“After reading Burgum, [Patricia Highsmith] wrote in her cahier that, like Kafka, she felt she was a pessimist, unable to formulate a system in which an individual could believe in God, government or self. Again like Kafka, she looked into the great abyss which separated the spiritual and the material and saw the terrifying emptiness, the hollowness, at the heart of every man, a sense of alienation she felt compelled to explore in her fiction. As her next hero, she would take an architect, a young man whose authority is art and therefore himself, who when he murders, feels no guilt or even fear when he thinks of legal retribution . The more she read of Kafka the more she felt afraid as she came to realise, I am so similar to him.”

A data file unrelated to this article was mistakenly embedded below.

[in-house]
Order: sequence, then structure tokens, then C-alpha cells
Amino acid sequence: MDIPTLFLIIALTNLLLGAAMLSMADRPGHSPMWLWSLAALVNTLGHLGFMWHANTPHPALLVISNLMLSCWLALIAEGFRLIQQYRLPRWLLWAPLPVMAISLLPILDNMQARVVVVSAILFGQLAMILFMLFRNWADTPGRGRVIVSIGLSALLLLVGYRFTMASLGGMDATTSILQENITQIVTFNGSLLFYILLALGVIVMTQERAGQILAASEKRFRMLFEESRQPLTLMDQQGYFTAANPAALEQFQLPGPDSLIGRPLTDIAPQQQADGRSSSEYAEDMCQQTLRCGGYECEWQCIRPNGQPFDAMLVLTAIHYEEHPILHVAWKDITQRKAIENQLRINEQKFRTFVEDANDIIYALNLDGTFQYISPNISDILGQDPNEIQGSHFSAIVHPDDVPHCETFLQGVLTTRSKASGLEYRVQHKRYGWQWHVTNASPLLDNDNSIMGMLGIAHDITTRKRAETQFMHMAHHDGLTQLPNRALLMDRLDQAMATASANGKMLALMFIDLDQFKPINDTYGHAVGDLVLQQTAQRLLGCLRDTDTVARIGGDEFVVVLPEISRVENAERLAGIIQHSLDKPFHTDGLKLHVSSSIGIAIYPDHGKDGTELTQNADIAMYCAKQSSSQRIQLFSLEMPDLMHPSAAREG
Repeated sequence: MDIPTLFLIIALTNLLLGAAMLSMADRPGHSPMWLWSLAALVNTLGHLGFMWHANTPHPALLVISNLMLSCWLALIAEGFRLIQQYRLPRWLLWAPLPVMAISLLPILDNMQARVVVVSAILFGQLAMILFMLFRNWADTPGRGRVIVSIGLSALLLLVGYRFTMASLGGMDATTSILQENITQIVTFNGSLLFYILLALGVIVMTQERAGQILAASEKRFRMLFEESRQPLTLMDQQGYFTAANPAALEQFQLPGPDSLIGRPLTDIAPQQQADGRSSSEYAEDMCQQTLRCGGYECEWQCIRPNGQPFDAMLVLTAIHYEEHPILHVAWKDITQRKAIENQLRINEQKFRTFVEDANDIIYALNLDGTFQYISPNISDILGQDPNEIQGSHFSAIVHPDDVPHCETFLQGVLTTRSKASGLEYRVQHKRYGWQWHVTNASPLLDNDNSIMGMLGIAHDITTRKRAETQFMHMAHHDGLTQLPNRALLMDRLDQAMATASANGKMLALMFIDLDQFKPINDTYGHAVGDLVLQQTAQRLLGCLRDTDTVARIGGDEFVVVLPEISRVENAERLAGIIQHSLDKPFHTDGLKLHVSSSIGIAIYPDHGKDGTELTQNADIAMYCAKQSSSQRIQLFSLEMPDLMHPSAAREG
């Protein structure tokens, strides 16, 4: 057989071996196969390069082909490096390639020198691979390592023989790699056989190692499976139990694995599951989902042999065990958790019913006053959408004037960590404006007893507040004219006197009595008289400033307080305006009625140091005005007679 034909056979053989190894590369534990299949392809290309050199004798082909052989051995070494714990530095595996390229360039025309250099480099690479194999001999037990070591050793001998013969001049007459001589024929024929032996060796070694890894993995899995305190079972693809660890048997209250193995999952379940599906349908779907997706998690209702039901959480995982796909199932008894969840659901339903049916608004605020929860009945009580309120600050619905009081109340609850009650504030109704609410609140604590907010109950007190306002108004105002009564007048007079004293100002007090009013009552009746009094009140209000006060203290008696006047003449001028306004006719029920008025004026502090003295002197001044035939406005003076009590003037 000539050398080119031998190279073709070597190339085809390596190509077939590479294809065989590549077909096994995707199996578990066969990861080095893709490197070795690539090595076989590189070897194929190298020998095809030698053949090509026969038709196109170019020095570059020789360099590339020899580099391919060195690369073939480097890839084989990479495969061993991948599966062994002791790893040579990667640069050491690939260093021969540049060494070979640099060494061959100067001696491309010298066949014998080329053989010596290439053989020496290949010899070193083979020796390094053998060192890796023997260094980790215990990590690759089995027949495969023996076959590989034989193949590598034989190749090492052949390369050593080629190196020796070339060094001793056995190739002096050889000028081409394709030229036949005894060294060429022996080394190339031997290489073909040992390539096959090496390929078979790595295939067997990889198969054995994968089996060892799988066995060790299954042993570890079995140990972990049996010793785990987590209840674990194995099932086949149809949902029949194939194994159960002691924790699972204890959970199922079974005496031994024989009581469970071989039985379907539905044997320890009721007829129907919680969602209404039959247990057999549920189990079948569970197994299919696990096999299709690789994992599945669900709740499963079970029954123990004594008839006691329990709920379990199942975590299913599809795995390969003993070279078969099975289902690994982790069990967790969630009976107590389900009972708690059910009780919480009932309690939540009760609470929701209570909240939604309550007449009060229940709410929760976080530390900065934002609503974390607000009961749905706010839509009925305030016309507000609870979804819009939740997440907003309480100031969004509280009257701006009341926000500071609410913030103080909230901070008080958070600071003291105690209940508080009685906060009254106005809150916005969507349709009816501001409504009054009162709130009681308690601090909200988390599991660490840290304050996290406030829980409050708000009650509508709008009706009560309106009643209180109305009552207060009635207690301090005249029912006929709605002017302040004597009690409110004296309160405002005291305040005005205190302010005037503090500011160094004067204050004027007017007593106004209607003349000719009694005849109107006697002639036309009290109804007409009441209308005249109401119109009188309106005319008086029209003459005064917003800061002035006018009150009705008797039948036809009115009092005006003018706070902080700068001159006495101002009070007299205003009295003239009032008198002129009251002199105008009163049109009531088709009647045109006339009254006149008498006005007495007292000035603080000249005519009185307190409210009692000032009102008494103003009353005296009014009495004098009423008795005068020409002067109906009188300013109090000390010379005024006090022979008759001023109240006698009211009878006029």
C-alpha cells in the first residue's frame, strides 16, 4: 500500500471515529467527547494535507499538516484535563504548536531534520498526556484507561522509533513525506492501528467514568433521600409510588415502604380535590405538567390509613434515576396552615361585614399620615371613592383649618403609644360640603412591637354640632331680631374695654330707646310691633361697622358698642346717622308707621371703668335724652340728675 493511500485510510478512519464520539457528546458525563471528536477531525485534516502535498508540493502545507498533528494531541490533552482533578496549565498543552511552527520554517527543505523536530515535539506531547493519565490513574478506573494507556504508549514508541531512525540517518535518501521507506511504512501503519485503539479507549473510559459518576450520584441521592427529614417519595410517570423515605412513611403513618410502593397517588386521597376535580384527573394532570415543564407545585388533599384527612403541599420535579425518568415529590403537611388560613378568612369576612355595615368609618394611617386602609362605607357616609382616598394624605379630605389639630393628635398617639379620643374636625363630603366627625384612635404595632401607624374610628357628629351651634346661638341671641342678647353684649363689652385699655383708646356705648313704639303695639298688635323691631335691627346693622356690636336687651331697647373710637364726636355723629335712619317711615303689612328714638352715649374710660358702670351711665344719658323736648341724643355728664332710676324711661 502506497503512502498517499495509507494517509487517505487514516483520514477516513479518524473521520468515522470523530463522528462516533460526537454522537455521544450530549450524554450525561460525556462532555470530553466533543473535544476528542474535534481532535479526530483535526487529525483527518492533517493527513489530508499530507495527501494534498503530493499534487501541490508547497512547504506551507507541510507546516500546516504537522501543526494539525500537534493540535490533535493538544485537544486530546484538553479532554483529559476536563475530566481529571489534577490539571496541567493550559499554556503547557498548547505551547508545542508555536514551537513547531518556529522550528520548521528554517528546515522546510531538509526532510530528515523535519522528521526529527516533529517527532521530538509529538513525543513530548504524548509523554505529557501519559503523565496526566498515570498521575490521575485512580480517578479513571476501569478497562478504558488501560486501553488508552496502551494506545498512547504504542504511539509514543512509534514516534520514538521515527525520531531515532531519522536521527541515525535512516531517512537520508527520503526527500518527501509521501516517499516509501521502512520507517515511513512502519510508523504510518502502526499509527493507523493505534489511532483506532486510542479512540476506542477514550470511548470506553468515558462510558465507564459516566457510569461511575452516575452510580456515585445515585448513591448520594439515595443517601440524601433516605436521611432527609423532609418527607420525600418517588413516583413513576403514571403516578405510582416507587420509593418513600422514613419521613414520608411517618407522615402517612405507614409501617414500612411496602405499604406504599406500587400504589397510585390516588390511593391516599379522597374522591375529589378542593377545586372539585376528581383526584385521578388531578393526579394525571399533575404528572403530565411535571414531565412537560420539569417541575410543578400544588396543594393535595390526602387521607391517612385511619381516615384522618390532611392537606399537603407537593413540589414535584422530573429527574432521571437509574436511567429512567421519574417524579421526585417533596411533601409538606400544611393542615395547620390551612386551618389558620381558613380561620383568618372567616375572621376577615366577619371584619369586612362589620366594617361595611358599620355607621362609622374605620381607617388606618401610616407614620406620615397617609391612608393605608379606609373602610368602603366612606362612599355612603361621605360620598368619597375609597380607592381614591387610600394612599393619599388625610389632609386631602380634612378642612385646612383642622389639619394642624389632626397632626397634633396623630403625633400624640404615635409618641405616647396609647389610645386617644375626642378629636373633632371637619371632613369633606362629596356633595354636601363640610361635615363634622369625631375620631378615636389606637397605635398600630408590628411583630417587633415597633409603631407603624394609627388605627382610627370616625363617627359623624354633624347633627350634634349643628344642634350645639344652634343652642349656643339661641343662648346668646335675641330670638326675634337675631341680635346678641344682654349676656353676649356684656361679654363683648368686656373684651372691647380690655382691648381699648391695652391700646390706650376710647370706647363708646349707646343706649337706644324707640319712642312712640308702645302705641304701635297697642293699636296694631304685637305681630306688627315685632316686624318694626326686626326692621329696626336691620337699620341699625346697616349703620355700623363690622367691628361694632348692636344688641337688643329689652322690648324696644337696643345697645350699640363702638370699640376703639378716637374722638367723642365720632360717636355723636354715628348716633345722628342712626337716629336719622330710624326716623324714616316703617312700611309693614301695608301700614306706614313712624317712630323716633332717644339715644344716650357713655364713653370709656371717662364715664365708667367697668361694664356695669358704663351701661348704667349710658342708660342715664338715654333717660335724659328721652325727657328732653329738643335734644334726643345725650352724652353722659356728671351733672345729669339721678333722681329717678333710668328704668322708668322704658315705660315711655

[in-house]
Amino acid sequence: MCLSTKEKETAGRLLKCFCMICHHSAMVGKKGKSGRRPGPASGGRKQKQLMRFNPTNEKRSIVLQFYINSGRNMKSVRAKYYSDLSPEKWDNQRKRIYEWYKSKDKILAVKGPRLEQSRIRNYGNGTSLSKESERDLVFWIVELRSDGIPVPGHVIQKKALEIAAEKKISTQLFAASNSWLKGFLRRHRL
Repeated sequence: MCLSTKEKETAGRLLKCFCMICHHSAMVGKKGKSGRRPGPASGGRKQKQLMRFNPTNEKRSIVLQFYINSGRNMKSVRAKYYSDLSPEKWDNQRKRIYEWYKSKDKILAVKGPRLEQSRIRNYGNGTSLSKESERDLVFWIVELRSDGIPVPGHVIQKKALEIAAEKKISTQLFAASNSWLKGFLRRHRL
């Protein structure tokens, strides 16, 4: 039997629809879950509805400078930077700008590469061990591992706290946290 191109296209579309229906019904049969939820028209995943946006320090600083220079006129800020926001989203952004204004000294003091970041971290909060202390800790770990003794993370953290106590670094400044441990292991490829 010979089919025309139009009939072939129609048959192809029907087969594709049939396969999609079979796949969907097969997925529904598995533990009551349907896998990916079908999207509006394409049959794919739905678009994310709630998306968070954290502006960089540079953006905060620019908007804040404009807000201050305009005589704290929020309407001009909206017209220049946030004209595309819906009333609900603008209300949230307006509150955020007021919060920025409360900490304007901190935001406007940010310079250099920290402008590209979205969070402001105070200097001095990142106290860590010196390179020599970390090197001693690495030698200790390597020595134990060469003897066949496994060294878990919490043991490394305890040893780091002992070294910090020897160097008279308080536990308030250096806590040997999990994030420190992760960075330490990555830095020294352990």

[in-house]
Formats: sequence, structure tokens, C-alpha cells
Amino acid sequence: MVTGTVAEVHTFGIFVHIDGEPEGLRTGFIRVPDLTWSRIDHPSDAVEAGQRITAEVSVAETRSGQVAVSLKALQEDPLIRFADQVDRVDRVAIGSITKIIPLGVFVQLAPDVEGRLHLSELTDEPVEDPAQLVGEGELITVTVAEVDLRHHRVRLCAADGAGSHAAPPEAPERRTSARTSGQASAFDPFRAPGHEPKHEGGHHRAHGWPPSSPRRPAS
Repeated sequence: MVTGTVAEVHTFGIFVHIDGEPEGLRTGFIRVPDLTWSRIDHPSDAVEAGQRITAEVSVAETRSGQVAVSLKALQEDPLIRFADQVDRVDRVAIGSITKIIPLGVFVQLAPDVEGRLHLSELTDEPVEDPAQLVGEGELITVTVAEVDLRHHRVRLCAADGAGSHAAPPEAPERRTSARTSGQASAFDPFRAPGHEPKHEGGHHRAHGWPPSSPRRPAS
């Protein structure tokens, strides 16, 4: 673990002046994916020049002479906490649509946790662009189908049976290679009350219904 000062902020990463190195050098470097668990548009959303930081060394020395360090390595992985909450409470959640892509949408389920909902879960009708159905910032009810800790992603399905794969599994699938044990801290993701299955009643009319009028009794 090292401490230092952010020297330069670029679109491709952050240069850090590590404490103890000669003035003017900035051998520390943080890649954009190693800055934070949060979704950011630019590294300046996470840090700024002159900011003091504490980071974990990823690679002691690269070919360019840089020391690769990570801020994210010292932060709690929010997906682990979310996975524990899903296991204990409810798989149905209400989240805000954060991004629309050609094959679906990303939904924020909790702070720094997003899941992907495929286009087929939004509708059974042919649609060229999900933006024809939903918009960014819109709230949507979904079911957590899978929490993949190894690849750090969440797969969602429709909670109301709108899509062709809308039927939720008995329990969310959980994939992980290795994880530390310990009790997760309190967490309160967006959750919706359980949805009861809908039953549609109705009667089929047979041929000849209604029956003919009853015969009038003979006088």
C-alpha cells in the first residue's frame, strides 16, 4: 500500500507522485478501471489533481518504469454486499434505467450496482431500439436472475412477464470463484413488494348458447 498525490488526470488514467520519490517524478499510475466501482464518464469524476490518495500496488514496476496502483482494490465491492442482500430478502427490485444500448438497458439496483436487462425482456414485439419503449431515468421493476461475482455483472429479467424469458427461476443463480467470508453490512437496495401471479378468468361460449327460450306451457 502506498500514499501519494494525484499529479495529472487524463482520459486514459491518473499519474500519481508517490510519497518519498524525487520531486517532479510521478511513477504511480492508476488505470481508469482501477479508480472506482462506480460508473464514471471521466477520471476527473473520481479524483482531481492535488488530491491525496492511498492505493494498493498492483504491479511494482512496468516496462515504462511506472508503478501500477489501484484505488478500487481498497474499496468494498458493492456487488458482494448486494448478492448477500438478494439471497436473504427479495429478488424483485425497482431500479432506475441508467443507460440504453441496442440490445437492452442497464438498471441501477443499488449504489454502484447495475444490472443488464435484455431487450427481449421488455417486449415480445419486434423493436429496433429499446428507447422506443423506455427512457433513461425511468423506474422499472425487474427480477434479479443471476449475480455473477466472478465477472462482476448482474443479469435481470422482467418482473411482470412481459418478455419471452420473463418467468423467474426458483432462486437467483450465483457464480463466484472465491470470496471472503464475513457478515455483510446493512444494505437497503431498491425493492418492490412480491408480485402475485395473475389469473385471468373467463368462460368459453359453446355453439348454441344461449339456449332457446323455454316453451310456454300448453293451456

“After reading Burgum, [Patricia Highsmith] wrote in her cahier that, like Kafka, she felt she was a pessimist, unable to formulate a system in which an individual could believe in God, government or self. Again like Kafka, she looked into the great abyss which separated the spiritual and the material and saw the terrifying emptiness, the hollowness, at the heart of every man, a sense of alienation she felt compelled to explore in her fiction. As her next hero, she would take an architect, a young man whose authority is art and therefore himself, who when he murders, feels no guilt or even fear when he thinks of legal retribution . The more she read of Kafka the more she felt afraid as she came to realise, I am so similar to him.” – Andrew Wilson, Patricia Highsmith, Ζωή στο σκοτάδι